School of Humanities and Sciences
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Professor of Economics, Senior Fellow at the Hoover Institution and at the Stanford Institute for Economic Policy Research
BioThomas MaCurdy is a Senior Fellow at the Stanford Institute of Economic Policy Research, and he further holds appointments as a Professor of Economics and a Senior Fellow at the Hoover Institution at Stanford University. MaCurdy has published numerous articles and reports in professional journals and general-interest public policy venues, and he has served in an editorial capacity for several journals. He is a widely-recognized economist and expert in applied econometrics, who has developed and implemented a wide range of empirical approaches analyzing the impacts of policy in the areas of healthcare and social service programs. MaCurdy directs numerous projects supporting the activities and operations of the Center of Medicare and Medicaid Services (CMS), Congressional Budget Office (CBO), General Accounting Office (GAO), and Medicare Payment Advisory Commission (MedPAC), and Medicaid and CHIP Payment and Access Commission (MACPAC), and he has served as a member of several standing technical review committees for many federal and state government agencies (e.g., CBO, Census, BLS, California Health Benefits Review Program). MaCurdy currently supervises several empirical projects that support CMS regulatory policy responsible for the establishment of Healthcare Exchanges under the Affordable Care Act.
Graham H. Stuart Professor of International Relations and Senior Fellow at the Freeman Spogli Institute for International Studies
Current Research and Scholarly InterestsComparative Politics, Political Economy, Latin American Politics
Professor of Anthropology, Emerita
BioLiisa H. Malkki is an Associate Professor of Anthropology at Stanford University. Her research interests include: the politics of nationalism, internationalism, cosmopolitanism, and human rights discourses as transnational cultural forms; the social production of historical memory and the uses of history; political violence, exile, and displacement; the ethics and politics of humanitarian aid; child research; and visual culture. Her field research in Tanzania exlored the ways in which political violence and exile may produce transformations of historical consciousness and national identity among displaced people. This project resulted in Purity and Exile: Violence, Memory, and National Cosmology Among Hutu Refugees in Tanzania (University of Chicago Press, 1995). In another project, Malkki explored how Hutu exiles from Burundi and Rwanda, who found asylum in Montreal, Canada, imagined scenarios of the future for themselves and their countries in the aftermath of genocide in the Great Lakes Region of Africa. Malkki’s most recent book, Improvising Theory: Process and Temporality in Ethnographic Fieldwork (with Allaine Cerwonka) was published by the University of Chicago Press in 2007. Her most recent book-length project (based on fieldwork from 1995 to the present) examines the changing interrelationships among humanitarian interventions, internationalism, professionalism, affect, and neutrality in the work of the Finnish Red Cross in cooperation with the International Committee of the Red Cross.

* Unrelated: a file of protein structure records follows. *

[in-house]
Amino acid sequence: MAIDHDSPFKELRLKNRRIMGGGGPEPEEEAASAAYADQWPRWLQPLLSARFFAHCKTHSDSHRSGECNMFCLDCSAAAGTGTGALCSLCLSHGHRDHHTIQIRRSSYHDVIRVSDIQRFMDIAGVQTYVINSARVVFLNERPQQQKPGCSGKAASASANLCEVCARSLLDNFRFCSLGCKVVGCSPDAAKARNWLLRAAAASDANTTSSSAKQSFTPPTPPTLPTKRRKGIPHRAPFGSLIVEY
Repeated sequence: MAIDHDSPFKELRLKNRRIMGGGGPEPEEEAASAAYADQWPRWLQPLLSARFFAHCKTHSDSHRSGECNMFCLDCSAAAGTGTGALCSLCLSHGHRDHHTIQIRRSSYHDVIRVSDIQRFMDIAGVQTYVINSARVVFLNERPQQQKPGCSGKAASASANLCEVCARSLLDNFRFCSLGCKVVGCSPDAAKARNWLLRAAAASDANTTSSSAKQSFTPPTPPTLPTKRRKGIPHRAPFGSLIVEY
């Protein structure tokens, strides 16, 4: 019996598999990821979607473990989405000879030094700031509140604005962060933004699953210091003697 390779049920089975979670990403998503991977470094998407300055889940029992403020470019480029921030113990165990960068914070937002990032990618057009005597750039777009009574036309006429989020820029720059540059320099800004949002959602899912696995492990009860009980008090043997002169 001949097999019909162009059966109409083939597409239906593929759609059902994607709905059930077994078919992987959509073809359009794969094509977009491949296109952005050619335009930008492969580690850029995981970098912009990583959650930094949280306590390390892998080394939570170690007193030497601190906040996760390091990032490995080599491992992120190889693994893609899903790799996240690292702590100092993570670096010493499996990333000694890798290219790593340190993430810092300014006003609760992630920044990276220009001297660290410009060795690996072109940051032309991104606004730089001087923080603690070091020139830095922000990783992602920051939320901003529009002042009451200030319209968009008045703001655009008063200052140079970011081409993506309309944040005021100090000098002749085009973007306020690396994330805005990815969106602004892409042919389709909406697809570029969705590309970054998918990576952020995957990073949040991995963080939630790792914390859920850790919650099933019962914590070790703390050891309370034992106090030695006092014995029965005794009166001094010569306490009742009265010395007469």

Lewis M. Terman Professor
BioMarkman’s research interests include the relationship between language and thought; early word learning; categorization and induction; theory of mind and pragmatics; implicit theories and conceptual change, and how theory-based explanations can be effective interventions in health domains.
Davis-Brack Professor of the Behavioral SciencesOn Leave from 10/01/2023 To 12/31/2023
Current Research and Scholarly InterestsMy research focuses on the role of self in regulating behavior and on the ways in which the social world shapes the self. My work examines how cultures, including those of nation or region of origin, gender, social class, race, ethnicity, religion, and occupation, shape thought, feeling, and action.
Center Fellow at the Freeman Spogli Institute for International Studies and Assistant Professor (by courtesy) of Political Science
BioOriana Skylar Mastro is a Center Fellow at the Freeman Spogli Institute for International Studies, Stanford University where her research focuses on Chinese military and security policy, Asia-Pacific security issues, war termination, and coercive diplomacy. She is also Foreign and Defense Policy Studies Fellow at the American Enterprise Institute and continues to serve in the United States Air Force Reserve for which she works as a strategic planner at INDOPACOM J56. For her contributions to U.S. strategy in Asia, she won the Individual Reservist of the Year Award in 2016. She has published widely, including in Foreign Affairs, International Security, International Studies Review, Journal of Strategic Studies, The Washington Quarterly, The National Interest, Survival, and Asian Security, and is the author of The Costs of Conversation: Obstacles to Peace Talks in Wartime, (Cornell University Press, 2019). She holds a B.A. in East Asian Studies from Stanford University and an M.A. and Ph.D. in Politics from Princeton University. Her publications and other commentary can be found on twitter @osmastro and www.orianaskylarmastro.com.